The distribution of the surface suspended sand concentration (SSSC) in the Yangtze River estuary is extremely complex. Therefore, effective methods are needed to improve the efficiency and accuracy of SSSC inversion. Hyperspectral remote sensing technology provides an effective technical means of accurately monitoring [...] Read more.
The distribution of the surface suspended sand concentration (SSSC) in the Yangtze River estuary is extremely complex. Therefore, effective methods are needed to improve the efficiency and accuracy of SSSC inversion. Hyperspectral remote sensing technology provides an effective technical means of accurately monitoring and quantitatively inverting SSSC. In this study, a new framework for the accurate inversion of the SSSC in the Yangtze River estuary using hyperspectral remote sensing is proposed. First, we quantitatively simulated water bodies with different SSSCs using sediment samples from the Yangtze River estuary, and analyzed the spectral characteristics of water bodies with different SSSCs. On this basis, we compared six spectral transformation forms, and selected the first derivative (FD) transformation as the optimal spectral transformation form. Subsequently, we compared two feature band extraction methods: the successive projections algorithm (SPA) and the competitive adaptive reweighted sampling (CARS) method. Then, the partial least squares regression (PLSR) model and back propagation (BP) neural network model were constructed. The BP neural network model was determined as the best inversion model. The new FD-CARS-BP framework was applied to the airborne hyperspectral data of the Yangtze estuary, with R2 of 0.9203, RPD of 4.5697, RMSE of 0.0339 kg/m3, and RMSE% of 8.55%, which are markedly higher than those of other framework combination forms, further verifying the effectiveness of the FD-CARS-BP framework in the quantitative inversion process of SSSC in the Yangtze estuary. Full article
(This article belongs to the Special Issue Urban Expansion and Its Effect on Soil Sustainability)
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17 pages, 12140 KiB  
Article
RSEI-Based Modeling of Ecological Security and Its Spatial Impacts on Soil Quality: A Case Study of Dayu, China
by Xiaoxia Su, Jing Wu, Pengshuo Li, Renjie Li and Penggen Cheng
Sustainability 2022, 14(8), 4428; https://doi.org/10.3390/su14084428 - 8 Apr 2022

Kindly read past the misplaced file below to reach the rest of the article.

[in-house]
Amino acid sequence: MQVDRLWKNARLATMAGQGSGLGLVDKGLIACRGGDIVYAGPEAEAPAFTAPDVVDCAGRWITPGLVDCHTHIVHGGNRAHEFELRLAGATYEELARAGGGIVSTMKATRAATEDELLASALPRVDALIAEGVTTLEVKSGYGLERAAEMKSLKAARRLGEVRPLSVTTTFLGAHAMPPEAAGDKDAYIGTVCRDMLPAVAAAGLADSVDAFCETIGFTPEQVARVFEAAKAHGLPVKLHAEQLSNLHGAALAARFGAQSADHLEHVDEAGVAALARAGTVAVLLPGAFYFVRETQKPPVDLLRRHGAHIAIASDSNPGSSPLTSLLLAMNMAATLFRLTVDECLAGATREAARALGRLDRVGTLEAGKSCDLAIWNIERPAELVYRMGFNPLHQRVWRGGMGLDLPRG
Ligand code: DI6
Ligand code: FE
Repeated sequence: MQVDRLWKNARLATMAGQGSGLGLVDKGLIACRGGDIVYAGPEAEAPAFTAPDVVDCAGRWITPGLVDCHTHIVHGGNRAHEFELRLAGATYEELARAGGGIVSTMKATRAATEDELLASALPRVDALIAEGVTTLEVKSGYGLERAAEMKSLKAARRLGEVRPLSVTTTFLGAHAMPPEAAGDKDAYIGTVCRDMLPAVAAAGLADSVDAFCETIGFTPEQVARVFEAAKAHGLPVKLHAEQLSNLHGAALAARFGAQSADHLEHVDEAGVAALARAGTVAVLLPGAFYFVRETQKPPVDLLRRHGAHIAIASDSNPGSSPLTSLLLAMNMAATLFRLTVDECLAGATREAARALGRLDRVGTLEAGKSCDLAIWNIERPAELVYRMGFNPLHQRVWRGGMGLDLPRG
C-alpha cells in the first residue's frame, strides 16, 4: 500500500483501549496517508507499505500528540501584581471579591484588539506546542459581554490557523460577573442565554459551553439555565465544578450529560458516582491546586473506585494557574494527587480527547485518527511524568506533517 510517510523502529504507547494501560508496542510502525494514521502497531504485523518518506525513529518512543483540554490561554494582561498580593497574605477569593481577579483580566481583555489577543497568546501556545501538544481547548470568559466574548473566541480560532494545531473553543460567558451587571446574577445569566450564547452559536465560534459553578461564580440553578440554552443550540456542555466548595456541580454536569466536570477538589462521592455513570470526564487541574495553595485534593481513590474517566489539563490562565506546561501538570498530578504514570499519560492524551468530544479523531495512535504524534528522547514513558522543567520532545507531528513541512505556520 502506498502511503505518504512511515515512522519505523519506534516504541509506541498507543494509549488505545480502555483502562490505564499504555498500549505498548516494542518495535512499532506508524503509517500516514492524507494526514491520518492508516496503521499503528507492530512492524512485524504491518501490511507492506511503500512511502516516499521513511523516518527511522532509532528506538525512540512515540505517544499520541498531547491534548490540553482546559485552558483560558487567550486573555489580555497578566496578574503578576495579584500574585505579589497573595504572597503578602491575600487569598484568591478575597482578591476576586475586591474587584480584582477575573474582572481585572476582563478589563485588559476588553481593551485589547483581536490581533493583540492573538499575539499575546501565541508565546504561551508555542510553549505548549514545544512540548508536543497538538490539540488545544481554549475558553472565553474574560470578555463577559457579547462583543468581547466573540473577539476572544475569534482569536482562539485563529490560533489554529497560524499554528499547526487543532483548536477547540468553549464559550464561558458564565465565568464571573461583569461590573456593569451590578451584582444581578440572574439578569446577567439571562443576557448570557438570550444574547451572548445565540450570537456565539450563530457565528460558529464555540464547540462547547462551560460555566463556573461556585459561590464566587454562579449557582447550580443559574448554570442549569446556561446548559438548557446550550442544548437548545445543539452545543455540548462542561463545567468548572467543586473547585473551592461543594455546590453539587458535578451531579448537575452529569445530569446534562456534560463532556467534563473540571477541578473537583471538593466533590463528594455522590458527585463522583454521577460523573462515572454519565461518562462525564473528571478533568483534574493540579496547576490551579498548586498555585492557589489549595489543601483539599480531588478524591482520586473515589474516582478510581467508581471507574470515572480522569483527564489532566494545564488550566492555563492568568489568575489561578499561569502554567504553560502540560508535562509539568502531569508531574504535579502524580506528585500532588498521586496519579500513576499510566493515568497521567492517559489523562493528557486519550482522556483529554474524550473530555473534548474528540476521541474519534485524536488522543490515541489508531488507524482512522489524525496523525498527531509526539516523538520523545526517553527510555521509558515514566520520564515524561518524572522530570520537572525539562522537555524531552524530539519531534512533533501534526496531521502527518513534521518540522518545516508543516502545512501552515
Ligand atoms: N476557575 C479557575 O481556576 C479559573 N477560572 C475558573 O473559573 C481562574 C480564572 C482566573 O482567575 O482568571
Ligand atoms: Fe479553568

Cited by 2 | Viewed by 1616
Abstract
Rapid urbanization and industrialization have brought serious threats to urban ecological security, which refers to the health and integrity of urban ecosystems. By collecting multi-source data in the modeling of the ecological security pattern, we used the remote sensing ecological index (RSEI) to [...] Read more.
Rapid urbanization and industrialization have brought serious threats to urban ecological security, which refers to the health and integrity of urban ecosystems. By collecting multi-source data in the modeling of the ecological security pattern, we used the remote sensing ecological index (RSEI) to identify the ecological sources (ESOs), and applied five indicators to construct the resistance surface, including land-use type, normalized vegetation index (NDVI), normalized building index (NDBI), slope, and digital elevation model (DEM). Based on the ESOs and ecological resistance surface, we calculated the cost distance of each pixel to the nearest ESO using the minimum cumulative resistance model. With the natural breakpoint method, we classified the cost distance into five levels, and constructed the ecological security pattern of Dayu. In Dayu, there were areas of at least 40% with stable ecological security. We identified 39, 31, and 43 ESOs of Dayu in 2012, 2016, and 2020, respectively. During 2012 to 2016, the number of medium ESOs decreased from 16 to 5, and the number of small ESOs increased from 13 to 26. From 2016 to 2020, the number of medium-sized ESOs increased from 5 to 18, and the number of small-sized ESOs decreased from 26 to 20. The percentage of the Level-5 (the worst) ecological security was 5.84% in 2012, 6.80% in 2016, and 4.42% in 2020. The ecological security was negatively correlated with the intensity of the human activities and varied significantly in different towns. The soil quality was positively consistent with the ecological security, and the urbanization caused damage to the soil security. A few suggestions were finally provided for decision-makers to improve the ecological environments and the soil quality. Full article